With the Mercury’s viability for the foreseeable future assured by the remarkable generosity of donor responses to our Press Forward campaign, I feel it’s time for me to turn my attention to fulfillment of a personal goal.
For many years I’ve said (mostly to myself) that the one thing I haven’t done that I’d most like to do is write a book.
The only time I even made a start was 50 years ago when I was a reporter for the Wall Street Journal covering Congress and politics. Following the 1966 elections, I had an idea for a book about campaign strategies and techniques, drawing on the many campaigns I’d covered that year. My extensive outline was well received by Random House but not well enough to garner me an advance.
Slowpoke writer that I was then and am now, I felt I would have to devote full time for many months to gathering and marshaling materials for the book. But when push came to shove I wasn’t prepared to quit my job in order to do so. So my outline gathered dust.
Ironically, a year later I did quit my job in order to take a much better paying one as assistant to the president of the Chicago Board of Trade, Henry Hall Wilson, whom I had gotten to know while he was serving as President Lyndon Johnson’s Congressional relations chief. Then came the most incredible phase of my life in which I got immersed for a decade in the protracted process of creating its offspring, the Chicago Board Options Exchange, and then serving as its founding president. A number a people encouraged me to write a book about my CBOE experience. But I was too busy at the time, and afterward it seemed too self-serving.
The 1980s took me to Wall Street where, along with three former CBOE colleagues and three emigres from J.P. Morgan, we formed a firm called The Options Group.
The primary product line turned out to be options analytic software, which we sold with some success for several years to securities brokers, trading firms, and investment banks. But this endeavor was also all-consuming, except for trying to be a good father to my three kids.
Having been born and raised in Knoxville with family roots that go back to James White, I’d always considered it home and envisioned moving back here some day.
Another pipe dream was to launch a Knoxville publication, and I seriously considered doing so when my CBOE years were sunsetting in the late 1970s. City magazines were voguish at the time in larger markets. But Phillip Moffitt and Chris Whittle, then of 13-30 Corp., convinced me that the Knoxville market wasn’t large enough to sustain one. I should be glad that Cityview’s Nathan Sparks has eventually proven them wrong.
By 1991, with The Options Group sold and my kids grown, I was at another turning point—one that led me back home for good. By this time, alternative weeklies were coming to the fore, and Knoxville had a fledgling one that Ashley Capps had started on a shoestring with a cadre of recent college graduates. Ashley was pleased to let me take it off his hands before the string ran out. And thus began my ever so memorable years as owner and publisher of Metro Pulse. Instead of lamenting the fact that we never made any money, I took pride in the fact that our editorial expenses in relation to revenues were at least 10 percentage points higher than any other member of our trade association. By the time I hit age 65, however, the wear and tear and had taken a toll. So I sold the paper and spared myself the management headaches while continuing to write a column.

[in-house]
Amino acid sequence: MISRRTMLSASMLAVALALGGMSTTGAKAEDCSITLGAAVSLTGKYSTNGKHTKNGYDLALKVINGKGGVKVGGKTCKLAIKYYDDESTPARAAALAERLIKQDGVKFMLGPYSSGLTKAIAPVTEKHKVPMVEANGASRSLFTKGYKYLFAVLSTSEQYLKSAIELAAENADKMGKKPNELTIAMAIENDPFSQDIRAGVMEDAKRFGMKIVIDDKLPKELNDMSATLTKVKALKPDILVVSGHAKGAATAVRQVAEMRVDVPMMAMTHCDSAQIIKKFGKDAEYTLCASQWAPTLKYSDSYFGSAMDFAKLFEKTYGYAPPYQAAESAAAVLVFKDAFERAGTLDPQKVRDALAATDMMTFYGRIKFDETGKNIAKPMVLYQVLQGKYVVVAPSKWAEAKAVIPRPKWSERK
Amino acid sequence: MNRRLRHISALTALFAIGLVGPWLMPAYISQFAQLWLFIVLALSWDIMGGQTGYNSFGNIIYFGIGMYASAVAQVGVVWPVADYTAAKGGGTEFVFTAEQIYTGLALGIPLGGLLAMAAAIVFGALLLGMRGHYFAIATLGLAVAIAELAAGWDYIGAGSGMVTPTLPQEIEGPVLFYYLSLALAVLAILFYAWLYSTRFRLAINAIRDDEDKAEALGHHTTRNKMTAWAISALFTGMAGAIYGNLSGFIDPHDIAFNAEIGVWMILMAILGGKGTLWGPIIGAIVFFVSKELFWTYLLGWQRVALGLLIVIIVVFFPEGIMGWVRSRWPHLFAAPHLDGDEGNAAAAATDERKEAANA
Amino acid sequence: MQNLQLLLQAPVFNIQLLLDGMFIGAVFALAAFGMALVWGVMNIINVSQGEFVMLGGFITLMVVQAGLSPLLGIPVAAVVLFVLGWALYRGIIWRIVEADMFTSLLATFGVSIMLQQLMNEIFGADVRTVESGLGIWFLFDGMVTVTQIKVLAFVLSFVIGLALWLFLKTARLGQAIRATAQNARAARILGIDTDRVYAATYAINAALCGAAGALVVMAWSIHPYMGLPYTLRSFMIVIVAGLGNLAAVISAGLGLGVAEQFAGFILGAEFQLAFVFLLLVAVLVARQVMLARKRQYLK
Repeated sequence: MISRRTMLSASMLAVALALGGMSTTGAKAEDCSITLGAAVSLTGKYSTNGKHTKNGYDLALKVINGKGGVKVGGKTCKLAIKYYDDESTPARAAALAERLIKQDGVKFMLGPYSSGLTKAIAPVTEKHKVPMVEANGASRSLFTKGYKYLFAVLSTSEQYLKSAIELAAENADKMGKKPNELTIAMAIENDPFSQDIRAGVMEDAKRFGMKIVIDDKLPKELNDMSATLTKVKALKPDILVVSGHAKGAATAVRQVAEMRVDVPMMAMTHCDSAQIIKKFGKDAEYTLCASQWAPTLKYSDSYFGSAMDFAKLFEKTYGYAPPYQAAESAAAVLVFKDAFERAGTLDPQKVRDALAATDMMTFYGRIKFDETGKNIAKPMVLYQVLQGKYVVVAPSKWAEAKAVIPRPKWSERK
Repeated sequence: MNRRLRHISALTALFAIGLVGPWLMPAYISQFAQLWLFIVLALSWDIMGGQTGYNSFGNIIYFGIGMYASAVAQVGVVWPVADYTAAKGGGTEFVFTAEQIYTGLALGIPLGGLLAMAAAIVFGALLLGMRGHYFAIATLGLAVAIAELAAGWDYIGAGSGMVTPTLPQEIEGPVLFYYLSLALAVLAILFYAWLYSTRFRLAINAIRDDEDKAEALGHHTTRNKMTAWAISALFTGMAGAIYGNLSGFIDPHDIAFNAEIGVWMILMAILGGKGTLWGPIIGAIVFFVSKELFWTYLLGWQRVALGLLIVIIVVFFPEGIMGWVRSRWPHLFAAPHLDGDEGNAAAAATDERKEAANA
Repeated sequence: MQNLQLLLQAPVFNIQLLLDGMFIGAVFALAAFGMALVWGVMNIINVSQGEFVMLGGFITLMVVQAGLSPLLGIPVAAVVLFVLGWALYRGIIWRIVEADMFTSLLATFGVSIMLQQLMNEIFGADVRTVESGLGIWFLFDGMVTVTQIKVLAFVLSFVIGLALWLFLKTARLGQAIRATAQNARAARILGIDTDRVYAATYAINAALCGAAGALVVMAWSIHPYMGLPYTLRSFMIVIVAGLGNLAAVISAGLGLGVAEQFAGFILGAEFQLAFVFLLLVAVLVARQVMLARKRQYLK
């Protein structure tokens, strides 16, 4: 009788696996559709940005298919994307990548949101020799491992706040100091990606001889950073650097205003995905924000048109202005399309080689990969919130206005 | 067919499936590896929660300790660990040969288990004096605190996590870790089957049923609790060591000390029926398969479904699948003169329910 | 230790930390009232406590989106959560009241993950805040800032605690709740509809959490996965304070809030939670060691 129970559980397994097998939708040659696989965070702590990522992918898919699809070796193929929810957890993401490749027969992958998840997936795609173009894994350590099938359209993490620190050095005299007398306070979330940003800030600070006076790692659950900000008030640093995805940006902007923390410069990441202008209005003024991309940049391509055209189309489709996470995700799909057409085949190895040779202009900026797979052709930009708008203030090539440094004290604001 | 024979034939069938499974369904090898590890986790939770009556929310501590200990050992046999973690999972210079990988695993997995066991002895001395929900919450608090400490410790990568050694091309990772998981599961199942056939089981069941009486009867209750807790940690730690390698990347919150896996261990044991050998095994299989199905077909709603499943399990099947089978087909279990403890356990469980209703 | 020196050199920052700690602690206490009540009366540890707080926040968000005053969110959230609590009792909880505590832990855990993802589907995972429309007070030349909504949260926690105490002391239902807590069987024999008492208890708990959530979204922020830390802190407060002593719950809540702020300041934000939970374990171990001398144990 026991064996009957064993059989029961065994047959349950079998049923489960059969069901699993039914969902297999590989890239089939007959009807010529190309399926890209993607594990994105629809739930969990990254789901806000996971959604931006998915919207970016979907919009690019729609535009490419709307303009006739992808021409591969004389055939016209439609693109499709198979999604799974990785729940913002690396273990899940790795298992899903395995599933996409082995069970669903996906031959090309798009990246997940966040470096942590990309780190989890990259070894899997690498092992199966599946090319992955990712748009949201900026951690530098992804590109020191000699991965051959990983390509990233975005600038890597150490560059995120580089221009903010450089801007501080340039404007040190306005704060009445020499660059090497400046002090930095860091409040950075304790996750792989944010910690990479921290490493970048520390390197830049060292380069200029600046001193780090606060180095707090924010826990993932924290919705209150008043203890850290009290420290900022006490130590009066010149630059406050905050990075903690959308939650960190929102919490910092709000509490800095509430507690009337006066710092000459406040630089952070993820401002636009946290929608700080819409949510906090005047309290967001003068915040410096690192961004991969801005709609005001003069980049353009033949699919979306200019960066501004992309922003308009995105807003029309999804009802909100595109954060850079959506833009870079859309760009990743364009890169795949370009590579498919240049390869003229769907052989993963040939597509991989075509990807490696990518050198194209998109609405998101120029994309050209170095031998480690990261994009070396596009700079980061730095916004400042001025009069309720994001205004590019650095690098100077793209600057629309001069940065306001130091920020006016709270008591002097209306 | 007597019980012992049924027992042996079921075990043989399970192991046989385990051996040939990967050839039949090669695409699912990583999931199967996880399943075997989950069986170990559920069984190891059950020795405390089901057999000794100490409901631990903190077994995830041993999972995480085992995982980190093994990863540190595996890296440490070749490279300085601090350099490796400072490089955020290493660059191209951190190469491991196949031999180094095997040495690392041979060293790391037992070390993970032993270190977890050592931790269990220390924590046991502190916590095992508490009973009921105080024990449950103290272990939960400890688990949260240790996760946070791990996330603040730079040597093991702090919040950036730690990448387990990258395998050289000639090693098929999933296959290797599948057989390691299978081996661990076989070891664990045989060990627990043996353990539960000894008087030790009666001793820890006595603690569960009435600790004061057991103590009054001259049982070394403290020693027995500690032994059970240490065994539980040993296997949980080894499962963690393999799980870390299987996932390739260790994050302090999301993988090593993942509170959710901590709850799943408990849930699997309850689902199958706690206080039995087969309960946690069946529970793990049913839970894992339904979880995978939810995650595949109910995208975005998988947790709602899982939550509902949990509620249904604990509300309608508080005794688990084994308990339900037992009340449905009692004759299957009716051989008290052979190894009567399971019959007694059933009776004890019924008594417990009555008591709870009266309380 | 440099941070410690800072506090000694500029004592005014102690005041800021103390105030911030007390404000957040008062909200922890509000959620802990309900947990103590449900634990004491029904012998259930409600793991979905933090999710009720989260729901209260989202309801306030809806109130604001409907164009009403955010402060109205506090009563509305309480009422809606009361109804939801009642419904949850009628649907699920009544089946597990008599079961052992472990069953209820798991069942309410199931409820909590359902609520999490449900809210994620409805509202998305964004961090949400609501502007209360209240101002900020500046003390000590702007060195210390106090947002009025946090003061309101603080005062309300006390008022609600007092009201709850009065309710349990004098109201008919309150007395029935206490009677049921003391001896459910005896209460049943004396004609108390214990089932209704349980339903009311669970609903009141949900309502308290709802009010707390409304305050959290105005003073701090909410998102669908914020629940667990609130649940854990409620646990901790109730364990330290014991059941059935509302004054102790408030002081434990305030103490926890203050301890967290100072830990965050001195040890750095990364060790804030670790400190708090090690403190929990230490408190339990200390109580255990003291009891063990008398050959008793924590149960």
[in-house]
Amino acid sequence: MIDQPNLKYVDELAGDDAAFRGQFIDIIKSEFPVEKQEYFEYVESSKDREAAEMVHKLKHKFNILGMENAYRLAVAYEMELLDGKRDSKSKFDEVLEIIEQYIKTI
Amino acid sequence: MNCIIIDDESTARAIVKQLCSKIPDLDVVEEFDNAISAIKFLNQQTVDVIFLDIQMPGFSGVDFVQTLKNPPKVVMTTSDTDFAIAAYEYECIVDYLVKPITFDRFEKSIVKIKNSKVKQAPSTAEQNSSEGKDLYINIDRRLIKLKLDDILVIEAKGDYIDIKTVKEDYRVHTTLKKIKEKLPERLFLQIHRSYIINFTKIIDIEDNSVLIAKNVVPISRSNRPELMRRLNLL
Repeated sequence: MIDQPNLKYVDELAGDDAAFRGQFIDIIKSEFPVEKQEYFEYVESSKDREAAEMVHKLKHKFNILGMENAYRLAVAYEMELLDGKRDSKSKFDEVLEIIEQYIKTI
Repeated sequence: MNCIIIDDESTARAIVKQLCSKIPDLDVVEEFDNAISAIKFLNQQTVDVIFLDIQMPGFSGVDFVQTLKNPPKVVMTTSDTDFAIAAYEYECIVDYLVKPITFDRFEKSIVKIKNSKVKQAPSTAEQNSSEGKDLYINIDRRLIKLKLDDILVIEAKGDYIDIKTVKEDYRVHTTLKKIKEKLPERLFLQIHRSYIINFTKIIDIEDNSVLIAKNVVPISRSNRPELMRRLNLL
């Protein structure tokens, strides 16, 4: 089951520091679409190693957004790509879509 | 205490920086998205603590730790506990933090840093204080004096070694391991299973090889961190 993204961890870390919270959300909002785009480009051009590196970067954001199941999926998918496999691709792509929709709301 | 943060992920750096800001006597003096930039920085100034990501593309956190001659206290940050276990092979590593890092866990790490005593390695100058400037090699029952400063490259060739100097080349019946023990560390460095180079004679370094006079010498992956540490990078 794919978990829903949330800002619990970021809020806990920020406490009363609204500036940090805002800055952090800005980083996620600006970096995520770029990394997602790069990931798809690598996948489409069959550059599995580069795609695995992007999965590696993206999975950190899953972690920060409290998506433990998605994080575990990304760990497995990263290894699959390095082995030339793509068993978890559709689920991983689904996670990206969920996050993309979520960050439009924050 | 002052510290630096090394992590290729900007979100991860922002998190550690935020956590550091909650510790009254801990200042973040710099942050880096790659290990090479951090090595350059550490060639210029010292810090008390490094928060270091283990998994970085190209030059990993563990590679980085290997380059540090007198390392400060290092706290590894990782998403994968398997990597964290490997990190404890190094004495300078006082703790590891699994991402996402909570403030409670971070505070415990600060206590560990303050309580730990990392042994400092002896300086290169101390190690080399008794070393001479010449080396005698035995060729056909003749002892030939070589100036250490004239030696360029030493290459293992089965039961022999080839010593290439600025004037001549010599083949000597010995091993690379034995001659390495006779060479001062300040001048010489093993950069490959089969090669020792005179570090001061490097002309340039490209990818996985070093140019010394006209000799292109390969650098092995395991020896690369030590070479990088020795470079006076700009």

For the next 10 years until the News Sentinel abruptly pulled the plug on Metro Pulse, that’s just about all I did professionally. Since then I’ve also added my support to its courageous former editors who spurned a News Sentinel severance package with a non-compete in order to launch the Mercury. And it’s immensely gratifying to see that its editorial accomplishments have been rewarded with financial backing to sustain it.
All the while, though, I’ve been mulling ideas for that book I’ve never written. Biography and history were the two spheres that I gave the most attention. But the subjects that occurred had already been well covered or seemed beyond my reach.
And with my 79th birthday approaching, time is no longer on my side. So I am pleased to report that a subject has finally clicked with me. I’m not willing to divulge what it is at this point except to say that it involves the two things I cherish most: my family and sports.
Unlike Jack Neely who can seemingly write a book with his left hand while churning out columns and other voluminous writings with his right, I’m not a multi-tasker. So just as was the case in 1966, it’s clear to me that I’ve got to concentrate on the book until it materializes—or doesn’t.
That means this may be my last Mercury column for some time, with apologies for its being so self-centric. Unlike MacArthur, I won’t promise to return but neither do I want to be the old soldier who just fades away. So I hope that Coury Turczyn will have me back upon completion of this tour of duty and perhaps for occasional contributions in the meantime.
I believe the most remarkable thing that’s happened within my purview in these past 25 years is that Knoxville has become a much more vibrant city. I am very gratified to have been a part of that and hope to be once again.
Joe Sullivan is the former owner and publisher of Metro Pulse (1992-2003) as well as a longtime columnist covering local politics, education, development, business, and tennis. His new column, Perspectives, covers much of the same terrain.
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